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User Name Thread Name Subject Posted
GUEST,Stavanger Bill Good news in NI (46) RE: Good news in NI 26 Oct 01

In reply to "paddymac's" note above. If memory serves me correctly Northern Ireland got their own Parliament shortly after the end of WW II. The British Government in Westminster however retained control of national defence.

His reference to the evolution of an apartheid system by the Orangemen in government cannot be disputed. Their excesses led to the creation of the Civil Rights Movement in the North for which there was tremedous support throughout the British Isles. The marches and the rallies were perceived by the Stormont Government as being potential flash points. The RUC did not have the manpower to cope and a reserve force, the 'B' Specials (predominantly protestant/orangemen), was called up by that government to police the events organised by the Civil Rights Movement. This was something akin to bringing the wolves in to look after the sheep.

The make-up of that force and their one sided policing of the situation caused the Westminster Government to order an extremely reluctant Stormont Government, that the 'B' Specials be disbanded. The situation by this time was running out of control in high gear and the Stormont Government pleaded the case that the 'B' Specials were essential to the maintenance of law and order in the province. The fact that the activities of the 'B' Specials were one of the main threats to law and order escaped them completely. To counter this the British Government offered to send in the Army - this was accepted. To state that this deployment was made to prop up the corrupt regime is not accurate. Our first order of business was to disarm and disband the 'B' Specials as quickly as possible, then, if required, to assist the RUC to maintain law and order. The "if required" part of it became a definite role when, after having been disbanded, large numbers of ex-'B' Specials took to the streets to terrorise the Catholic populations of Belfast and Derry.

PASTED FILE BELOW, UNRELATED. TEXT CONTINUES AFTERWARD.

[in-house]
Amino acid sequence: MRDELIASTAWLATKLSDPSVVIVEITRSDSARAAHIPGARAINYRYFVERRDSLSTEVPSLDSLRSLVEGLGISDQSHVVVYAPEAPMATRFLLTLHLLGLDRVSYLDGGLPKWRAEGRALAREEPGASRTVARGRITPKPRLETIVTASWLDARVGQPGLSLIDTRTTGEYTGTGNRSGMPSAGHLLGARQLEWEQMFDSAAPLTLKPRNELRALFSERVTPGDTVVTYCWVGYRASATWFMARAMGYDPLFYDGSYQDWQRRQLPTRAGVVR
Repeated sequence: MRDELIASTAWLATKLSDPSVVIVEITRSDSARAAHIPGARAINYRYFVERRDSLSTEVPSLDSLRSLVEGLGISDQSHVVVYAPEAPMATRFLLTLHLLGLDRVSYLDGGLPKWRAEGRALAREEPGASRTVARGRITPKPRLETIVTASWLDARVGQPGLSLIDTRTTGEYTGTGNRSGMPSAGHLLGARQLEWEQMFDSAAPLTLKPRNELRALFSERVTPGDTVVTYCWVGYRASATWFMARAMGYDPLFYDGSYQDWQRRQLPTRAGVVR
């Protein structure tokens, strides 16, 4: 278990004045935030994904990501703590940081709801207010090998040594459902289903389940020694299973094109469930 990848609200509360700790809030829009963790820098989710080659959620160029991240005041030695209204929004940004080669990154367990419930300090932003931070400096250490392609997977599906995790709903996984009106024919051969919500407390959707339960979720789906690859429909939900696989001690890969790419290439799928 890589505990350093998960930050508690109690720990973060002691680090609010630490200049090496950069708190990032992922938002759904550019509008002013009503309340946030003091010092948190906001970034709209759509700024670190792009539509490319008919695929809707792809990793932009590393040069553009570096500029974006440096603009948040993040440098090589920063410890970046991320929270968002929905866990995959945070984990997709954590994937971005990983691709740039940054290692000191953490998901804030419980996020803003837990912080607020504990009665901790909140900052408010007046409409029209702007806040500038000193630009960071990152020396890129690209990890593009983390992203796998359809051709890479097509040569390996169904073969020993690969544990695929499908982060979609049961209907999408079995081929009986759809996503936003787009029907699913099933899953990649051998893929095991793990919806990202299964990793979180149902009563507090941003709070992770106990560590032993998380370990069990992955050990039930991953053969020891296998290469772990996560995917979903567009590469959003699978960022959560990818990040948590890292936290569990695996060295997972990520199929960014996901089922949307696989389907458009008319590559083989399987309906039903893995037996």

Our job then became to keep these two factions apart. We used to patrol Catholic areas and in general we were welcomed - things went to ratshit after the fiasco that was 'Bloody Sunday'and the catholic minority lost faith and confidence in the ability and impartiality of the Army to protect them. During my first trip to Northern Ireland the rocks we were ducking were being thrown at us by Loyalists, while the Republican side were giving us cups of tea and bacon sandwiches.

Like you "paddymac" I believe that the majority of people are looking to the future and want it to be peaceful more than anything else in the world. To that end all involved must forgive the past and get on with bridge building to secure a peaceful future, and as you so rightly say keep a wary eye on the past to ensure that you don't repeat it.

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